Dear Dr. Yael,
I was very triggered by your column about the husband who felt left out when his wife decided to have a private lunch out with their daughter to discuss seminary issues. Why should the father, who is a caring parent, be excluded from this important meeting? The father clearly supports the family. The father, according to what the mother wrote, is a loving parent. You recommended therapy for the father. Maybe the mother and the daughter need therapy not to exclude the father. I personally can identify with this father. I am in a loving marriage, and I am very devoted to my children. However they all seem to exclude me, and turn to their mother for all advice. I do like to joke around and I never understand why this is offensive to my children. They will often start crying (especially the girls) and tell me that my joking around about their serious issues makes them feel hurt. I never intend to hurt them. I just want to lessen the intensity of their problem. Please print my letter and respond.
Another excluded father
Dear A. O. H,
I appreciate your letter and I am sorry if my response was not sensitive to the father. It is difficult to write this column as there are so many variables in human relationships. Generally, when I receive a letter, I only hear one side, so my responses are usually geared towards the letter writer’s perspective. You are correct that the father likely feels unimportant and excluded. However, your letter indicated that you identify with this father because you also like to use humor to diffuse a situation. Perhaps your children, especially your daughters, may feel invalidated by your humor when they are talking about sensitive issues. Although you are trying to lighten the atmosphere, it sounds like the humor in these situations is sometimes damaging to your relationship with your children. Maybe a better response to the letter writer should have been to seek family therapy so that all parties can present their issues. It may be helpful for you to also seek out family therapy to help your family learn how to communicate with each other better, so that you can be included more as well. Hatzlacha
The following paragraph is what the next letter writer objected to.
Our community is very focused on being married. Single people, in general, feel they have no place in our community. If it’s in fact true that your ex-wife is ready to move on and get remarried, then in order for you to move on as well, you need to work on trying to put your love for your ex-wife in the past. Once you work on loving yourself, you will be ready to find a new wife to build a life with and to have a healthy future.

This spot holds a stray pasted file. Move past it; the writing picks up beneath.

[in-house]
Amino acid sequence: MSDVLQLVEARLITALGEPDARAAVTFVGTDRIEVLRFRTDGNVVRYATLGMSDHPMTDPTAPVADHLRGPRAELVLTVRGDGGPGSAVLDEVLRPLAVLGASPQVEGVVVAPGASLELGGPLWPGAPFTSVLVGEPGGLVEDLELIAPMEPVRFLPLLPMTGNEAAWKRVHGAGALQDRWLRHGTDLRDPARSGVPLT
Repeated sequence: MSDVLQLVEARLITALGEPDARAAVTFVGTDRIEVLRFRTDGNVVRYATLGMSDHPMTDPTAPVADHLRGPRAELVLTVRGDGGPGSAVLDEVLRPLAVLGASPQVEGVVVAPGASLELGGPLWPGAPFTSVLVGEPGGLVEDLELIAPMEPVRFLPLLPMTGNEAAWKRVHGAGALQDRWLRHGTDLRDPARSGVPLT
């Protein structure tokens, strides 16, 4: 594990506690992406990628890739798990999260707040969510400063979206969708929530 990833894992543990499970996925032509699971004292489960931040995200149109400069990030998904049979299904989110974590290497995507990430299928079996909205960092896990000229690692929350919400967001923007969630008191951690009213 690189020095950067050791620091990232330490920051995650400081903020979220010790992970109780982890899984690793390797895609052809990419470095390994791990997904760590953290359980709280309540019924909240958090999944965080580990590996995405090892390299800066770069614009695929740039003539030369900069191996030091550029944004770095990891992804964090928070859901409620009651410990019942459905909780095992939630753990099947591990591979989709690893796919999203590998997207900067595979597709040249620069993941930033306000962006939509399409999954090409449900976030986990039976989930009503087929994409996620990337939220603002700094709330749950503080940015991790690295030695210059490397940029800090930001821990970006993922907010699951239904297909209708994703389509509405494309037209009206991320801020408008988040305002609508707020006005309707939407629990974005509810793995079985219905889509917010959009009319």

In Dr. Yael’s column (JP 7/15/22) in which she provides advice to a recently divorced man she makes the following statements without qualification: “our community is very focused on being married” and “single people feel they have no place in our community.” How are such statements supposed to make this man and other single readers feel about themselves and their place in the community?
Being married is certainly a worthy goal, especially in the Jewish community. However, for a variety of reasons, there are many single people among us. Marriage doesn’t occur for everyone or when it does, it often takes a while to find a suitable spouse. Dr. Respler should be sensitive to the feelings of all members of our community when writing her columns.
The editor sent me your letter and I wanted to apologize for any insensitivity. You are correct that these statements, on their own, are very insensitive. I never meant to hurt anyone and if I did, I am asking for mechilah publicly. If you follow my columns in general, you know that I prevail upon our community to be more sensitive to our singles by inviting them over and trying to set them up instead of asking nosy questions. I appreciate your letter and will attempt to be more sensitive in the future. Hatzlacha!